The ultra-compact UCK20 camera head is equipped with a wide-angle 20X zoom lens that covers a range from 29.5mm wide-angle to 612mm close-ups (35mm equivalent). A 16-axis independent color-correction function allows fine color adjustment, and an optical ND filter can be manually switched (OFF, 1/4, 1/16, 1/64). The UCK20 is equipped with an Infrared (IR) Shooting mode, and a five-axis hybrid image stabilizer that makes the camera highly effective for shooting action scenes.
Panasonic also announced the upcoming release of the AW-HR140 outdoor integrated pan/tilt/zoom Full HD remote camera, enclosed in an IP65 protected case that eliminates the need for a separate housing. Primary applications for this SDI-output camera are for outdoor event and sports arena/stadium capture, as well as for broadcast coverage of weather, traffic, and scenics.
The camera features 1/2.86-type Full HD 3MOS sensors and a motorized 20X zoom lens. Sophisticated image processing affords high sensitivity with low noise and horizontal resolution of 1,000 TV lines. The water- and dust-resistant case likewise resists salt damage and features a wiper.
The HR140 boasts haze-reduction technology — valuable for outdoor environments, such as weather reporting — for ensuring optimal image reproduction. In certain situations, picture contrast may be low as the result of environmental fog or haze conditions, and the Haze Reduction function will optimize camera image settings appropriately to ensure that the subject is as clear as possible.
With an IP connection, up to 100 HR140 cameras can be controlled by the AW-RP120G/RP50 remote camera controller via a switching hub. One camera can also be operated by up to five remote camera controllers via IP connection. The AW-HR140 will be available in June 2017, with a suggested list price of $17,950.
And anyone looking for a new monitor should check out the BT-LH1770 high-quality, 16.5-in. (420-mm) Full HD/10-bit LCD video monitor with AC/DC power supply and 19-in. rack-mount design. The new monitor uses an IPS LCD panel with a wide viewing angle, high brightness, high contrast ratio, superb motion-image response, and excellent color reproduction.
At Full HD (1920×1080) resolution, input images are displayed without resizing.
Input terminals include 3G-SDI (x2), HDMI, and analog composite input to support a wide variety of sources. The BT-LH1770 will be available this summer, with pricing to be announced.
Live Production Center
Also new is the HLC100 Live Production Center, a system that facilitates video and audio creation where a limited number of operators is available, such as university sports, webcasting, live streaming, and live event video production. The Center makes one-person operation possible for remote camera shooting to streaming transmission.
The HLC100 Center works directly with Panasonic PTZ and systems cameras, discovering and deploying them automatically using IP video transport although SDI may be used as well. In addition, it will work with all NDI-capable video sources. Compatible cameras include AW-HE130, AW-HE40, and AW-UE70 PTZ cameras; AK-UC3000 and AK-HC5000 studio camera systems; and AK-UB300 4K box camera with streaming outputs.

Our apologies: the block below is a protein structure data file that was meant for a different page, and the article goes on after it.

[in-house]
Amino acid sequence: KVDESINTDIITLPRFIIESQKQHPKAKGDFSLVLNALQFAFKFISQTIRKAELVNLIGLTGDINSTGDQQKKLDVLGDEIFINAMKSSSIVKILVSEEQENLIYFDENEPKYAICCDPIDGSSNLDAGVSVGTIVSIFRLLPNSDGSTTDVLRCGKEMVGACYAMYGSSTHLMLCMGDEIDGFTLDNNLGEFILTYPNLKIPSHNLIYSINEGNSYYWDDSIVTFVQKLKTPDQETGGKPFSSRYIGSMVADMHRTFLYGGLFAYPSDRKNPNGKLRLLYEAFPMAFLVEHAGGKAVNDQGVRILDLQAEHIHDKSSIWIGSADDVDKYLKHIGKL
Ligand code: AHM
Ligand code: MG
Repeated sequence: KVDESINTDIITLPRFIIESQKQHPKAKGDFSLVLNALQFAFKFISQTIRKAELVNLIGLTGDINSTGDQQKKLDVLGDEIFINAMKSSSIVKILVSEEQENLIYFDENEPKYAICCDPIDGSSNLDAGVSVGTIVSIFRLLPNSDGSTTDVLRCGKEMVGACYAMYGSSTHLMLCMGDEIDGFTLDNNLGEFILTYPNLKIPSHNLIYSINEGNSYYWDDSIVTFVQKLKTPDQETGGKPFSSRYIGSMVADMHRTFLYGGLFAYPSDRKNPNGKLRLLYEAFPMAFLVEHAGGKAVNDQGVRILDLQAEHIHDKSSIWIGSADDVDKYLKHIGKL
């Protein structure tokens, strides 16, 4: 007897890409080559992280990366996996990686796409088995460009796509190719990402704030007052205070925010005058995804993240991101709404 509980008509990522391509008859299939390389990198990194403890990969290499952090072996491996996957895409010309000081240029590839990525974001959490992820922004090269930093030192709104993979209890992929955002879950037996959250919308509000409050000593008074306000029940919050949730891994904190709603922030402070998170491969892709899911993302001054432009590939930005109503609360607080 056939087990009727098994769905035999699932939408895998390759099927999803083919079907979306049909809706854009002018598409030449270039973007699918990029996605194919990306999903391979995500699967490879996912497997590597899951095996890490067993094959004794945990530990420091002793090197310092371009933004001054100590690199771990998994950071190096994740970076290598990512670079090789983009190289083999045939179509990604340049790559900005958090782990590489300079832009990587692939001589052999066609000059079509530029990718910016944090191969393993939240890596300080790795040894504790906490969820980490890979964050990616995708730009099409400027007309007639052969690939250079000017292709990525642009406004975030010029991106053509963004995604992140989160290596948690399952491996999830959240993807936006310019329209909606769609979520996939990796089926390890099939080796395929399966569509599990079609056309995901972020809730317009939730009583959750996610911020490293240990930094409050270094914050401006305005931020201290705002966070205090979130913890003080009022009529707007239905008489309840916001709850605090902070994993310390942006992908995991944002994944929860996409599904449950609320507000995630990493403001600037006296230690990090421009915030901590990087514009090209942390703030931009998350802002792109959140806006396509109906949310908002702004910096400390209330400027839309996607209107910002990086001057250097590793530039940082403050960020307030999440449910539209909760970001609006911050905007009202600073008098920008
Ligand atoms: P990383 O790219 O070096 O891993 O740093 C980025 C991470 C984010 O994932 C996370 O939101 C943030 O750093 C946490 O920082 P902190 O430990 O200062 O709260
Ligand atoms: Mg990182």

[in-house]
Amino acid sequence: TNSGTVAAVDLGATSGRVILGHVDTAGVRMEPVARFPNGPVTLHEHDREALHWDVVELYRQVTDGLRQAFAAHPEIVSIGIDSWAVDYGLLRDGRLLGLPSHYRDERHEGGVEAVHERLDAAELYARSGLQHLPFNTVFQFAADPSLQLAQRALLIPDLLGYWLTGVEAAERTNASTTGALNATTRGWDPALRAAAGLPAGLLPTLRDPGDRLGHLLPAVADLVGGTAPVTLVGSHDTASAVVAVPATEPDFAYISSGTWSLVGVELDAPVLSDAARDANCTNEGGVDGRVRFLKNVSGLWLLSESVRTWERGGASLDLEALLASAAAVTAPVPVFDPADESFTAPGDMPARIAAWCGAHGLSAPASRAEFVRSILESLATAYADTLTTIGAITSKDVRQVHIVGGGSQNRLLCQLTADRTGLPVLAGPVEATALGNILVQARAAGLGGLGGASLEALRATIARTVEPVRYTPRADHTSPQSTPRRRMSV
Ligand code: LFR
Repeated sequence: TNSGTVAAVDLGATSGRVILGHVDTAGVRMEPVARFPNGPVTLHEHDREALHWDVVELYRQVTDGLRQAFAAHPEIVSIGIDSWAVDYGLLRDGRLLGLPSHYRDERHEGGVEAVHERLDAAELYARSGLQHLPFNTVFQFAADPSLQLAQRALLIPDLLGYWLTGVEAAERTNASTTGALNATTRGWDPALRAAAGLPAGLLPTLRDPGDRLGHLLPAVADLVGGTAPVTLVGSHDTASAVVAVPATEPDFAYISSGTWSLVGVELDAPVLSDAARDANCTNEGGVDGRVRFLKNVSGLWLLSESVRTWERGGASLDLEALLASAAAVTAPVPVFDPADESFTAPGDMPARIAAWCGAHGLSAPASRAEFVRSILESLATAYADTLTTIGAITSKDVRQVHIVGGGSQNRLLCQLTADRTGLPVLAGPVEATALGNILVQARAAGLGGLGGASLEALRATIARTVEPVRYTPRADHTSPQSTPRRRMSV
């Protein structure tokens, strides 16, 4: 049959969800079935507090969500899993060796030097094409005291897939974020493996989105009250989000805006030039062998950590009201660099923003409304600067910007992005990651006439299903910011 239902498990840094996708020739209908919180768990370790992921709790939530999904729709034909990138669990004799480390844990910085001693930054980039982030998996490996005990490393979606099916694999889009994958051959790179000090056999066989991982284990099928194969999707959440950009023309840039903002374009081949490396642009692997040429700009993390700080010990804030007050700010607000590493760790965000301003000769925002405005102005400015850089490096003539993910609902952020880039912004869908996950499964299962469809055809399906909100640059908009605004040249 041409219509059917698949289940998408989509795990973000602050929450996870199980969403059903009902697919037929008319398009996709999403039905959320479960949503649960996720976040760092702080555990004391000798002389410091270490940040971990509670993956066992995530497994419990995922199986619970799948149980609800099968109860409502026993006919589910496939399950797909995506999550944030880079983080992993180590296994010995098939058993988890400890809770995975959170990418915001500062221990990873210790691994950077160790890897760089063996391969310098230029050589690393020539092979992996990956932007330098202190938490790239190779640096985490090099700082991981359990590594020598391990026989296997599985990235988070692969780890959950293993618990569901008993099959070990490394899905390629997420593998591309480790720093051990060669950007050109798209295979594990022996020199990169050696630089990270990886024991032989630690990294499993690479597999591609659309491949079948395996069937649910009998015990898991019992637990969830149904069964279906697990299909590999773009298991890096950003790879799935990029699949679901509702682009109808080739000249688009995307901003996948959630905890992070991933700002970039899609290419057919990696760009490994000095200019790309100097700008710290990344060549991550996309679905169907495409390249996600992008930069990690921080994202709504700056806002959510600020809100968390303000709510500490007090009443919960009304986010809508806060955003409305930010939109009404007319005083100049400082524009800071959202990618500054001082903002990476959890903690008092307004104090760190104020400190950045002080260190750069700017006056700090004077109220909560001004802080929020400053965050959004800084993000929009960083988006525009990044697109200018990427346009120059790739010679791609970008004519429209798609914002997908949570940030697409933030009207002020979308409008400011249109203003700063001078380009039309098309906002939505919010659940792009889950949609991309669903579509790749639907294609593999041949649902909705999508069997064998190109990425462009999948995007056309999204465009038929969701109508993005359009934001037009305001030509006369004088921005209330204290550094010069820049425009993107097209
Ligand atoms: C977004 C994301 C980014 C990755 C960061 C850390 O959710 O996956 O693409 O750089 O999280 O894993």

“The Live Production Center is a further demonstration of Panasonic’s commitment with NewTek to define revolutionary IP strategy and video distribution with the NDI protocol, while making it accessible to people using today’s Gigabit network technology, says Delix Alex, product manager, PMEC. “With the HLC100, high-performance professional operation can be realized even in production environments with few operators and no expert staff.”
For remote camera operation, the HLC100’s connection and settings can be easily executed using the Easy IP connection function, and pan, tilt, zoom, and focus operations can be performed with one hand using the large joystick. Output format support includes 1080/59.94p and 50p, and there is also a crossconversion function. Smooth transmission can be achieved since it is possible to mix embedded, line-input, and mic-input audio and add it to the video.
In addition to NDI input/output IP transmission protocol, RTSP input (direct input of the IP video of Panasonic PTZ cameras) and the RTMP network protocol (direct transmission to live-streaming services, such as Facebook or YouTube Live) are supported. Professional interfaces also include 3G-SDI (video input x4, video output x2) and an HDMI out for user interface.
The hardware panel for camera control and switching is complemented with a newly designed software user interface that will enable Multiview monitoring, graphics overlay insertions, media players, audio mixers, and much more. This user interface focuses on simplicity and quick and easy operation of advanced settings.
The AV-HLC100 Live Production Center will be available in the fall, pricing to be announced.
New P2 Card Reader
Lastly, Panasonic rolled out the AU-XPD3 expressP2 memory-card drive, equipped with a Thunderbolt3 interface twice as fast as Thunderbolt2 and eight times faster than USB 3.0. Users will be able to daisy-chain up to six XPD3 units to allow simultaneous multiple offloads, a critical time-saver for multicamera productions. The AU-XPD3 will be available in June 2017 at a suggested price of $1850.
“Offloading data on set has been a challenge, especially in the 4K world,” says Steven Cooperman, senior product manager, PMEC. “The XPD3 is a prime example of advancing VariCam cinema camera performance based on collaborative listening to our customers, notably rental houses and DITs.”
The XPD3 is compatible with expressP2 A series and legacy P2 memory cards, as well as microP2 cards when using the optional AJ-P2AD1G adapter. The majority of current-generation PCs and Apple Mac computers support Thunderbolt3, Thunderbolt2 bidirectional adapters for Mac computers, and one-way adapters for Mac/WIN are readily available. Popular storage devices such as the LaCie Bolt3 drive will support the ultra-fast XPD3 workflow.